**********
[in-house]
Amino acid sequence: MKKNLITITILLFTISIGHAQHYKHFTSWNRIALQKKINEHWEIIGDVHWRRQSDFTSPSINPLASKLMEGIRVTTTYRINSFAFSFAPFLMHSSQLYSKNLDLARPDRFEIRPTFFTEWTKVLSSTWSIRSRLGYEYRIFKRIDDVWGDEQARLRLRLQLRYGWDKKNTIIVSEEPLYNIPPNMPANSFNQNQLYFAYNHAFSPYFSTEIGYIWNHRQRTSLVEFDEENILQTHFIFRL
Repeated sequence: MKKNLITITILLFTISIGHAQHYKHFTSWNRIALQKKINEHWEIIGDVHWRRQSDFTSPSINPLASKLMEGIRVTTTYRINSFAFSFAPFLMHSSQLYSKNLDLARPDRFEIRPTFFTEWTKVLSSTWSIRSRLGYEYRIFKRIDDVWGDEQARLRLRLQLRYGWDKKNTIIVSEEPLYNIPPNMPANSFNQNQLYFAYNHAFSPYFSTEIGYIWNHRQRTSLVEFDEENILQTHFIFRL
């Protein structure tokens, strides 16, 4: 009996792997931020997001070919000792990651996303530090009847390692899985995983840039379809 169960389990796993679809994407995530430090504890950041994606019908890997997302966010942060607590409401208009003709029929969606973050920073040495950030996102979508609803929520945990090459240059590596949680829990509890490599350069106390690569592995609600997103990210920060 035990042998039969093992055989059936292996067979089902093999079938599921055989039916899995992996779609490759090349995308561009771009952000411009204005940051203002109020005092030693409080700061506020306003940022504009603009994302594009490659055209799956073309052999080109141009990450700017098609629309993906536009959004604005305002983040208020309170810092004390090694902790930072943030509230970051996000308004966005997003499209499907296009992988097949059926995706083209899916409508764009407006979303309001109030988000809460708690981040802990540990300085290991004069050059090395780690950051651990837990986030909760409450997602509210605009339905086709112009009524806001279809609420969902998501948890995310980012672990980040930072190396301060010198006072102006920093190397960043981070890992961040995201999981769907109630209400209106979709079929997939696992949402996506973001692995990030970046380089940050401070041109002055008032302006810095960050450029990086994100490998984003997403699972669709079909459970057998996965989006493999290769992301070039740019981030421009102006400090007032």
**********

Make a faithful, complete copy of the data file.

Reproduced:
[in-house]
Amino acid sequence: MKKNLITITILLFTISIGHAQHYKHFTSWNRIALQKKINEHWEIIGDVHWRRQSDFTSPSINPLASKLMEGIRVTTTYRINSFAFSFAPFLMHSSQLYSKNLDLARPDRFEIRPTFFTEWTKVLSSTWSIRSRLGYEYRIFKRIDDVWGDEQARLRLRLQLRYGWDKKNTIIVSEEPLYNIPPNMPANSFNQNQLYFAYNHAFSPYFSTEIGYIWNHRQRTSLVEFDEENILQTHFIFRL
Repeated sequence: MKKNLITITILLFTISIGHAQHYKHFTSWNRIALQKKINEHWEIIGDVHWRRQSDFTSPSINPLASKLMEGIRVTTTYRINSFAFSFAPFLMHSSQLYSKNLDLARPDRFEIRPTFFTEWTKVLSSTWSIRSRLGYEYRIFKRIDDVWGDEQARLRLRLQLRYGWDKKNTIIVSEEPLYNIPPNMPANSFNQNQLYFAYNHAFSPYFSTEIGYIWNHRQRTSLVEFDEENILQTHFIFRL
């Protein structure tokens, strides 16, 4: 009996792997931020997001070919000792990651996303530090009847390692899985995983840039379809 169960389990796993679809994407995530430090504890950041994606019908890997997302966010942060607590409401208009003709029929969606973050920073040495950030996102979508609803929520945990090459240059590596949680829990509890490599350069106390690569592995609600997103990210920060 035990042998039969093992055989059936292996067979089902093999079938599921055989039916899995992996779609490759090349995308561009771009952000411009204005940051203002109020005092030693409080700061506020306003940022504009603009994302594009490659055209799956073309052999080109141009990450700017098609629309993906536009959004604005305002983040208020309170810092004390090694902790930072943030509230970051996000308004966005997003499209499907296009992988097949059926995706083209899916409508764009407006979303309001109030988000809460708690981040802990540990300085290991004069050059090395780690950051651990837990986030909760409450997602509210605009339905086709112009009524806001279809609420969902998501948890995310980012672990980040930072190396301060010198006072102006920093190397960043981070890992961040995201999981769907109630209400209106979709079929997939696992949402996506973001692995990030970046380089940050401070041109002055008032302006810095960050450029990086994100490998984003997403699972669709079909459970057998996965989006493999290769992301070039740019981030421009102006400090007032």